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Mutant ASUS Frankenboard surfaces with SO-DIMM memory slots — rare Maximus XIII Hero includes Kingston Fury logo

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Mutant ASUS Frankenboard surfaces with SO-DIMM memory slots — rare Maximus XIII Hero includes Kingston Fury logo

Intel’s 500-series motherboards may be well behind us, having supported the 10th and 11th Gen Intel CPUs, but this rare hardware find is still interesting. Hardware enthusiast

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managed to get his hands on what appears to be a Maximus XIII Hero motherboard, adapted to use SO-DIMM memory modules instead of standard DIMMs.

The modified Maximus XIII Hero looks almost the same as the retail product. It’s a motherboard from Asus’ ROG lineup, but it humorously features a TUF Gaming cover for the LGA1200 socket. There’s no fancy heatsink covering the PCIe 4.0 M.2 slots and Z590 chipset. Instead, the Z590 chipset has a run-of-the-mill heatsink with a TEM14280 code, which didn’t return any results from a

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The four DDR4 memory slots are gone in favor of four SO-DIMM memory slots. This Maximus XIII Hero is likely an engineering sample motherboard primarily used to test SO-DIMM memory modules. The sticker beside the primary PCIe 4.0 x16 expansion slot supports our theory. The label, which has the Kingston logo on it, shows Howard Wang as the engineer and Eva Luo as the issuer. Asus produced this Maximus XIII Hero in 2021, the same year the final product hit retail shelves.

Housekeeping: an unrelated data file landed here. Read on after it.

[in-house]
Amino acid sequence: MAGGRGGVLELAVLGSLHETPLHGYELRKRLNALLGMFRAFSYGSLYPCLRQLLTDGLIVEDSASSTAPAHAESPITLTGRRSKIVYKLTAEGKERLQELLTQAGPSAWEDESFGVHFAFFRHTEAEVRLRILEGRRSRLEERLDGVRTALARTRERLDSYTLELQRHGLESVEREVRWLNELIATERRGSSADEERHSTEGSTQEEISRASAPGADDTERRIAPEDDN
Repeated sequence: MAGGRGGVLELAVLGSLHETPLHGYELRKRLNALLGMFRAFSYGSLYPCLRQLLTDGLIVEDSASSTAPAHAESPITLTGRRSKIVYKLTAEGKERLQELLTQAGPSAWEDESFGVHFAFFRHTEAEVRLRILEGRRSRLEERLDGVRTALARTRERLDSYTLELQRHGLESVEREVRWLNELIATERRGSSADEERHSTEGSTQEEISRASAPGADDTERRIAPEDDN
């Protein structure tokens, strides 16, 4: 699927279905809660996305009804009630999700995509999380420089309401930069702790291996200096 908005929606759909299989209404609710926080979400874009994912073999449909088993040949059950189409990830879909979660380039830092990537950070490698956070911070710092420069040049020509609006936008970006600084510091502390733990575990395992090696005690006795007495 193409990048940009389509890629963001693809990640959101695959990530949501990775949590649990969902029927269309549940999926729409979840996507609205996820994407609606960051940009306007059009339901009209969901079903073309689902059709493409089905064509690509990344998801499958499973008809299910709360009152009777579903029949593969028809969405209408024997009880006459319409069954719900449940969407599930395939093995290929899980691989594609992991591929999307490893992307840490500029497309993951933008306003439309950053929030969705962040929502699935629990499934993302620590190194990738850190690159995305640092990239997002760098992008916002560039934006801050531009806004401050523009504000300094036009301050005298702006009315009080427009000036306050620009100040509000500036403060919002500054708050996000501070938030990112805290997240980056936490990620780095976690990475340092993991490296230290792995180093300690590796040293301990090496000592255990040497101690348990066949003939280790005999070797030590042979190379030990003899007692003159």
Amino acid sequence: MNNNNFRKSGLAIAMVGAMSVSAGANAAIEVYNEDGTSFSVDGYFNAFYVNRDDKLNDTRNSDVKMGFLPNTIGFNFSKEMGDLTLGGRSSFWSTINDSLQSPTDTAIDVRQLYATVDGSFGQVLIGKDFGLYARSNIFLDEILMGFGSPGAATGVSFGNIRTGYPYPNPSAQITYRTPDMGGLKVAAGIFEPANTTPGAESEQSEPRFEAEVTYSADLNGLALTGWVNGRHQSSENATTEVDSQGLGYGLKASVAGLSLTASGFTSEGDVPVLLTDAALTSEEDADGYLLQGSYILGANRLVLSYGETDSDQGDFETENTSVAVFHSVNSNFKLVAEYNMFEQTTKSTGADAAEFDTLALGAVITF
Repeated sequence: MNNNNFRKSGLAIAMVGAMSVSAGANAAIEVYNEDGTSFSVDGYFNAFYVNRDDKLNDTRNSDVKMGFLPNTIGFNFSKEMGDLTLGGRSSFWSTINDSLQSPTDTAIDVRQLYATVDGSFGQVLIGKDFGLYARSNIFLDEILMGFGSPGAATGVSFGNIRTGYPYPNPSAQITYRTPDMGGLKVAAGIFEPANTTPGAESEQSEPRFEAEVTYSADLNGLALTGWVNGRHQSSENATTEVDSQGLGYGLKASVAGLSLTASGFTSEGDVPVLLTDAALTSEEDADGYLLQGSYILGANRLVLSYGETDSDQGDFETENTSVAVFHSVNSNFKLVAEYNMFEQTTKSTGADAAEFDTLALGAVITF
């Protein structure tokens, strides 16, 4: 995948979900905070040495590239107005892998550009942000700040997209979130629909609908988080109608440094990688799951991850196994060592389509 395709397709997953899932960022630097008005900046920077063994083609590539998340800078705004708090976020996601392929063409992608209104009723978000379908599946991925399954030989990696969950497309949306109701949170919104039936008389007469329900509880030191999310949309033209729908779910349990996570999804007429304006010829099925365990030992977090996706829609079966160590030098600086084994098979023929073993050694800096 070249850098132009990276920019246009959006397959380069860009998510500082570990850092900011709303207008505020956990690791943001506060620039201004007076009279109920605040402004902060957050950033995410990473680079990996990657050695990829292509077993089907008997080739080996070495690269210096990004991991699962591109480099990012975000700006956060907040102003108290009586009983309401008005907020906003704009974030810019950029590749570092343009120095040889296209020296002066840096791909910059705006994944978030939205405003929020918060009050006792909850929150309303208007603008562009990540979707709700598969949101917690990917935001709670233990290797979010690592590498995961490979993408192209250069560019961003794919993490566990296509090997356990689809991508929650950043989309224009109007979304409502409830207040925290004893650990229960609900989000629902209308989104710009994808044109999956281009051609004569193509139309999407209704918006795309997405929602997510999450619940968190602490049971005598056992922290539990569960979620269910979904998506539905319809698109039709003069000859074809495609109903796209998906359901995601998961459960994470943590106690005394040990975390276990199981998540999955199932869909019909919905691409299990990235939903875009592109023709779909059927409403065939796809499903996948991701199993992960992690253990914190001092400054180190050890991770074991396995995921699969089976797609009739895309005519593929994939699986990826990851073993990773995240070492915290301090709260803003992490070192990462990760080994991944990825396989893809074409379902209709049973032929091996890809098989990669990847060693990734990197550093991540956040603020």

The motherboard boots up just fine, but it shows a Kingston Fury logo instead of the original Asus logo. It’s possible that Asus tailor-made this Maximus XIII Hero for Kingston to perform internal testing of its SO-DIMM products. However, it’s also possible the previous owner was simply a big fan of Kingston since most of Asus’ modern motherboards allow users to customize the logo during the boot process.

The motherboard utilizes 9919 firmware dated April 20, 2022. It’s a few years old now, and judging by the nomenclature, it’s beta firmware for internal usage and not typically available to the public. Again, this detail seems to confirm the board’s intended purpose as an SO-DIMM test platform.

The altered Maximus XIII Hero motherboard probably shouldn’t have left the Asus or Kingston labs, though, at this stage, it hardly matters. Intel’s Comet Lake and Rocket Lake processors and the LGA1200 platform were the final hurrahs for the aging 14nm process node, and once the 12th Gen Alder Lake chips arrived, they were quickly relegated to the dustbins of history. Luckily, the ******** ****** market for PC hardware has a lot of interesting stuff, including engineering samples of upcoming processors, unreleased graphics cards, or, in this case, an engineering motherboard used for testing and certification purposes.

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